On the surface, the UK is not as dependent, receiving approximately 5% of our supplies from Russia, but that doesn’t tell the full story as we live in an interconnected world, and it’s challenging to distinguish exactly where gas that arrives via pipeline has originated from.

One response to this crisis, will inevitably be to seek to increase supplies from the North Sea and Norway, along with LNG supplies from Qatar and elsewhere. However, that is a short term solution that will not address the fundamental challenge of an overreliance on one country for our energy supplies. It will also not enable us all to transition to a cleaner, more sustainable energy future.

Energy independence

The International Energy Association has produced a ten point plan to reduce the use of Russian oil and gas, while accelerating the transition to net-zero. As a country, the UK needs to take every opportunity to enact these recommendations, so that we can put greater pressure on Russia, and accelerate our own transition to an affordable, reliable, sustainable and self-sufficient energy system.

The good news is that we are already in line with a number of the EIA’s recommendations. We are planning a transition away from gas boilers, we are expanding renewable energy systems with offshore wind and solar schemes booming, and we do have a strategy to support the nuclear industry, particularly by backing small modular reactors.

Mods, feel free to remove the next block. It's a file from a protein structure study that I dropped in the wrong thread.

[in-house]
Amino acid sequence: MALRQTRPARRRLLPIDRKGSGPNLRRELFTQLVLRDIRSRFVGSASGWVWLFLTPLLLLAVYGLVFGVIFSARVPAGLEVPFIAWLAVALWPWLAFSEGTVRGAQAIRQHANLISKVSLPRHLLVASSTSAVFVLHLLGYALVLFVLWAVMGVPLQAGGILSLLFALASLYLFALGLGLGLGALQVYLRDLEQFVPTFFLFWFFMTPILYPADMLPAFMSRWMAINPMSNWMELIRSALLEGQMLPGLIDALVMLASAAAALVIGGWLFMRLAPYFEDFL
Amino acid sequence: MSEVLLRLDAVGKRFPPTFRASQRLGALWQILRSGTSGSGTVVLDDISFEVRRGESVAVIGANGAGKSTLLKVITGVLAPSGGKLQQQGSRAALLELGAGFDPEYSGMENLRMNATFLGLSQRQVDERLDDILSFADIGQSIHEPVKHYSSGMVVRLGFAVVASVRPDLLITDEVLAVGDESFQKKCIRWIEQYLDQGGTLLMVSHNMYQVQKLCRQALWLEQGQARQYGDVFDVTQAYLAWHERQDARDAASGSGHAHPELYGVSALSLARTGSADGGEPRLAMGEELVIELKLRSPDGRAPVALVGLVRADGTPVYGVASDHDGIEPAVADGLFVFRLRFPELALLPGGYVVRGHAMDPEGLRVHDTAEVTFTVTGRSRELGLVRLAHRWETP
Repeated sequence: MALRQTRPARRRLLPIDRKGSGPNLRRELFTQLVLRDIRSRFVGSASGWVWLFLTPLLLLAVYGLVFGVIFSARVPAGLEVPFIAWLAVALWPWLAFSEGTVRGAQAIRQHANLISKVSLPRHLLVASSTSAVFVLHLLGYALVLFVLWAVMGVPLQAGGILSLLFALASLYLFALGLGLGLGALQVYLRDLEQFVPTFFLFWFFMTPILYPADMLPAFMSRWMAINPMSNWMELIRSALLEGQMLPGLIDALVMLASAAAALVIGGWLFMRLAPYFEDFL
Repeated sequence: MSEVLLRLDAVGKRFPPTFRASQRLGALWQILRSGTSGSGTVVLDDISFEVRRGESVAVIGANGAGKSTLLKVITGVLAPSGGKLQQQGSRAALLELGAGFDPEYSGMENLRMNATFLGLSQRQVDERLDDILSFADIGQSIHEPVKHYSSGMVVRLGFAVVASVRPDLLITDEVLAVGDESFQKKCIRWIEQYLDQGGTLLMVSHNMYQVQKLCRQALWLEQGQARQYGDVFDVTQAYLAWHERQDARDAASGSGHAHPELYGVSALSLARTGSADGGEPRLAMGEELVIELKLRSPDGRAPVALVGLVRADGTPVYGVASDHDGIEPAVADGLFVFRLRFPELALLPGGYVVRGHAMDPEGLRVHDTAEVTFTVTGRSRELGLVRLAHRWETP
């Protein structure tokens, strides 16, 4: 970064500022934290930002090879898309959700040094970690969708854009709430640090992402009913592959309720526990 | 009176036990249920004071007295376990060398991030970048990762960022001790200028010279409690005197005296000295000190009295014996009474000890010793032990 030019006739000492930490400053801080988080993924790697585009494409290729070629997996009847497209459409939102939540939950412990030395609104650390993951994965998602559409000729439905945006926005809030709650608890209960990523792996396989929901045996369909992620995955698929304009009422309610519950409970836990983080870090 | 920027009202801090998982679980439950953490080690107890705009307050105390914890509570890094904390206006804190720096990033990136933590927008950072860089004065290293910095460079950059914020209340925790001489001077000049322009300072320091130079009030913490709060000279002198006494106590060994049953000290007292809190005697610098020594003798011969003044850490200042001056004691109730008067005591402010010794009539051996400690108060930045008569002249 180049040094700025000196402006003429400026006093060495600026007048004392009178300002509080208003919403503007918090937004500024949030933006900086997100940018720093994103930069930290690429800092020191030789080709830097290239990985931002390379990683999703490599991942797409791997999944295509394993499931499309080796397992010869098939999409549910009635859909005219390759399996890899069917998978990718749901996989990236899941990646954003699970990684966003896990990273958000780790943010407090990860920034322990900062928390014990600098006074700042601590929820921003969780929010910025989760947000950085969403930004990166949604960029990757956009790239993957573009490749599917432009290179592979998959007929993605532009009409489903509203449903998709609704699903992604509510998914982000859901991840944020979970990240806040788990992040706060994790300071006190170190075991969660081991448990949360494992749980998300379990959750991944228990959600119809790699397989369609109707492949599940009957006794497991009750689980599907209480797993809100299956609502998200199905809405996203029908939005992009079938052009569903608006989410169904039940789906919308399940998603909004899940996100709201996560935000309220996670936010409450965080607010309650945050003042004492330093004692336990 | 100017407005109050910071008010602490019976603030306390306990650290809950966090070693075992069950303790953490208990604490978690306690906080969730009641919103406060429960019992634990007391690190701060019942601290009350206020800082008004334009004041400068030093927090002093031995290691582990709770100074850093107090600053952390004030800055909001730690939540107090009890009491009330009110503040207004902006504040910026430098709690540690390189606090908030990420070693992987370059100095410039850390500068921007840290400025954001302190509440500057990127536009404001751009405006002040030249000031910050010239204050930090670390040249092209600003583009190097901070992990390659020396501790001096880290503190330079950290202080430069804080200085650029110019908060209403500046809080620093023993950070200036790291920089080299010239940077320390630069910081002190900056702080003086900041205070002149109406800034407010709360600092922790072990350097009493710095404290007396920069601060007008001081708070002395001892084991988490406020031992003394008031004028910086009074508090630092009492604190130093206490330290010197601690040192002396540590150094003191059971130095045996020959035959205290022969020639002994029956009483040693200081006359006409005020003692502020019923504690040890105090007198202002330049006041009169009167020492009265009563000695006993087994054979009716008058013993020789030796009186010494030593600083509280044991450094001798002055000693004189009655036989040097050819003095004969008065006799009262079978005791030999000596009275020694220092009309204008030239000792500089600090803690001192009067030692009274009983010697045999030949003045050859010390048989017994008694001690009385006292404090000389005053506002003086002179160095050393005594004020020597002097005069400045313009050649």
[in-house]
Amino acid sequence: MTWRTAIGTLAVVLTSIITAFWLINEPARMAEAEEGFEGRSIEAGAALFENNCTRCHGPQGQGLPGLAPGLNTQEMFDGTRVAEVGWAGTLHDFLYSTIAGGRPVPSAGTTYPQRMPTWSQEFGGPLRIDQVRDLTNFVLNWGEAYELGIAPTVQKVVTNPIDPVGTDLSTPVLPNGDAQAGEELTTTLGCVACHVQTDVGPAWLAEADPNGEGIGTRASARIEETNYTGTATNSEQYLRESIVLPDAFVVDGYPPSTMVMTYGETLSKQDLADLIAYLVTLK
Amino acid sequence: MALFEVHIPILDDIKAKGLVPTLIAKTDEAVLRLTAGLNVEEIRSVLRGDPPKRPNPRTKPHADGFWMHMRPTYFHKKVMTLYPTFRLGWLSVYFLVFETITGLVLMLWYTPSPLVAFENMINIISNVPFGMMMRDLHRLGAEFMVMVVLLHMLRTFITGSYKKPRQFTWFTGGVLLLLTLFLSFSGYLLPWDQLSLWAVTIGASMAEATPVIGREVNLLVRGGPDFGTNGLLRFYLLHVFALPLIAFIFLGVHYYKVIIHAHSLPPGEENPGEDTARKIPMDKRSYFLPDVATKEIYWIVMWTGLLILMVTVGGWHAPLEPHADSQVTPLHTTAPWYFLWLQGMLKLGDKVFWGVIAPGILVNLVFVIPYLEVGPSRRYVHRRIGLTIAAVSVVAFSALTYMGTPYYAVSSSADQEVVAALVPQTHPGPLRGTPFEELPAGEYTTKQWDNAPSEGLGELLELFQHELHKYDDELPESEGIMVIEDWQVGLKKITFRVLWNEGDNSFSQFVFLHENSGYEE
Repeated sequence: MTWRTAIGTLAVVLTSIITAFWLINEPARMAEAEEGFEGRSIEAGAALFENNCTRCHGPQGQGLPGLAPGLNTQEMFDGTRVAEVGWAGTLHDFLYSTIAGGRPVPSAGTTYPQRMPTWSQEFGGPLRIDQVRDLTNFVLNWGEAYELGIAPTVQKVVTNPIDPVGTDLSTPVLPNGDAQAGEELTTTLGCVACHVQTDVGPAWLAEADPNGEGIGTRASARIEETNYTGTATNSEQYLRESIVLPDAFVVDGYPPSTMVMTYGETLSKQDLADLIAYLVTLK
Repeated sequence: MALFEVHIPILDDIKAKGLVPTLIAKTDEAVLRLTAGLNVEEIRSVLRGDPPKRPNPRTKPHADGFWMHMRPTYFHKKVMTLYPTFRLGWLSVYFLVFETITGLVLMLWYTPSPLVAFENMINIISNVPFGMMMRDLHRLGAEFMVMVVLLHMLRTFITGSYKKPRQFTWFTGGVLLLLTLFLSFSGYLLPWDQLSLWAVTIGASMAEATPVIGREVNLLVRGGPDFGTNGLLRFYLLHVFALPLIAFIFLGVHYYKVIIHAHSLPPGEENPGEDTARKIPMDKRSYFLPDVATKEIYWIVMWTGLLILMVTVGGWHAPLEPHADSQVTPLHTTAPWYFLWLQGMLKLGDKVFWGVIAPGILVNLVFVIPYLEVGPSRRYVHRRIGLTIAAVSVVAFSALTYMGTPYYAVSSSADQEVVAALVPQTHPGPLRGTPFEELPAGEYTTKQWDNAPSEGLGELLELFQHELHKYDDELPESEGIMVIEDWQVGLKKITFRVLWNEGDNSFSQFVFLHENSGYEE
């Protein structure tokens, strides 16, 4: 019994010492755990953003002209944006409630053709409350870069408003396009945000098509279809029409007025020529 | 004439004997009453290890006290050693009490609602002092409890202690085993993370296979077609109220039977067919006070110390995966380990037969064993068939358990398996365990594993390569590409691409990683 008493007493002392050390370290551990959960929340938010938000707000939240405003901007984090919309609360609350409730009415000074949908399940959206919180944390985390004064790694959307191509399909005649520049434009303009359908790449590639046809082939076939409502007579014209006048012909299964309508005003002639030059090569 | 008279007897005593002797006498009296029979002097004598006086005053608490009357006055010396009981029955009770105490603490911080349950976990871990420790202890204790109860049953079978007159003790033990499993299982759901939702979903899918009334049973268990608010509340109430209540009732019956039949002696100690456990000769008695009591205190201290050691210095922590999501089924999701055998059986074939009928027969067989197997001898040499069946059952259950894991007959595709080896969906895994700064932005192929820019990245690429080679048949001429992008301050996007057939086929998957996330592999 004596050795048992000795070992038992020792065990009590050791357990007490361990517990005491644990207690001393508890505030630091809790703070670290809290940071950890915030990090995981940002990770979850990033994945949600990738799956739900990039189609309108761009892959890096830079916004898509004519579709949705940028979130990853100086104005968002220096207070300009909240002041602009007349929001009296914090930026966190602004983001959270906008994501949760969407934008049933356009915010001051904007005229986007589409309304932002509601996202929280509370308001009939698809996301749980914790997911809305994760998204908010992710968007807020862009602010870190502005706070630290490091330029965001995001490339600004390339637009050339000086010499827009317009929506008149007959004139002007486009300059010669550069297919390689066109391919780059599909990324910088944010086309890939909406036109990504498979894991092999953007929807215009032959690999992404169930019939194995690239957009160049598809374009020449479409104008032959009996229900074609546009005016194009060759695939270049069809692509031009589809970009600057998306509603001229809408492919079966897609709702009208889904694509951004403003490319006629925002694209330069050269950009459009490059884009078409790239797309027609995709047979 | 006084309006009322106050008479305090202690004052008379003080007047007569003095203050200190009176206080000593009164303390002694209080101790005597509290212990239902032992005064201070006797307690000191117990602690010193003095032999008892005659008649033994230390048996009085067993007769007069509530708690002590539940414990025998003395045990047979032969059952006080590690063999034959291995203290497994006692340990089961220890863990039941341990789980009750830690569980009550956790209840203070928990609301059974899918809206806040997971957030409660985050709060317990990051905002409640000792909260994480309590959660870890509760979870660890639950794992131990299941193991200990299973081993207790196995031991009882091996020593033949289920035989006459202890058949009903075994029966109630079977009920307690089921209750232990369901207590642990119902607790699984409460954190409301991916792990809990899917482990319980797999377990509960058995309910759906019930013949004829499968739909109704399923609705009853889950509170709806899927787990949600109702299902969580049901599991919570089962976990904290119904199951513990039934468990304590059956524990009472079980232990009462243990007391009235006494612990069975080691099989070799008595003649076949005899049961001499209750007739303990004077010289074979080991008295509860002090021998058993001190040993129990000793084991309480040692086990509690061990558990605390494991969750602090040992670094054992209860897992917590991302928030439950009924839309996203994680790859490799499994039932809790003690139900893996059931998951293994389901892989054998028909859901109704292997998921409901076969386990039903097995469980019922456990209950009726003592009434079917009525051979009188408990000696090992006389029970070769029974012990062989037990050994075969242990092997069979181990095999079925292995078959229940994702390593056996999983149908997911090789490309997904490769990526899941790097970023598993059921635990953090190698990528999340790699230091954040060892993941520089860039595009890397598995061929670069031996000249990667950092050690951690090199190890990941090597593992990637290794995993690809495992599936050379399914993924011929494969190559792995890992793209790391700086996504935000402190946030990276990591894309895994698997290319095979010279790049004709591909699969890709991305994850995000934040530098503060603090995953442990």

We must move faster to support the UK’s energy market at a time of enormous uncertainty and price rises, and to play our part in international relations. Renewable technologies not only represent the most environmentally sustainable solution, but they are also the most affordable and self-sufficient options.

Making rapid progress in our own energy independence also sends a message to Russia that we are preparing for a future where dirty, carbon intensive, imported fuels will no longer be necessary, and therefore cannot be used as a high stakes bargaining chip.

Bold decision-making

In practical terms, that means the Government making clear and decisive policy decisions to prioritise a rapid transition to clean energy independence. It must come forward with the long expected National Policy Statements on energy, giving clear and unequivocal backing to renewables and nuclear power, and transmission upgrades. The Government must emphasise that at a local level, planning authorities should support solar energy schemes as a means to get additional clean energy into the grid quickly. The Government must also rescind the moratorium on onshore wind in the England, as a clear statement of intent.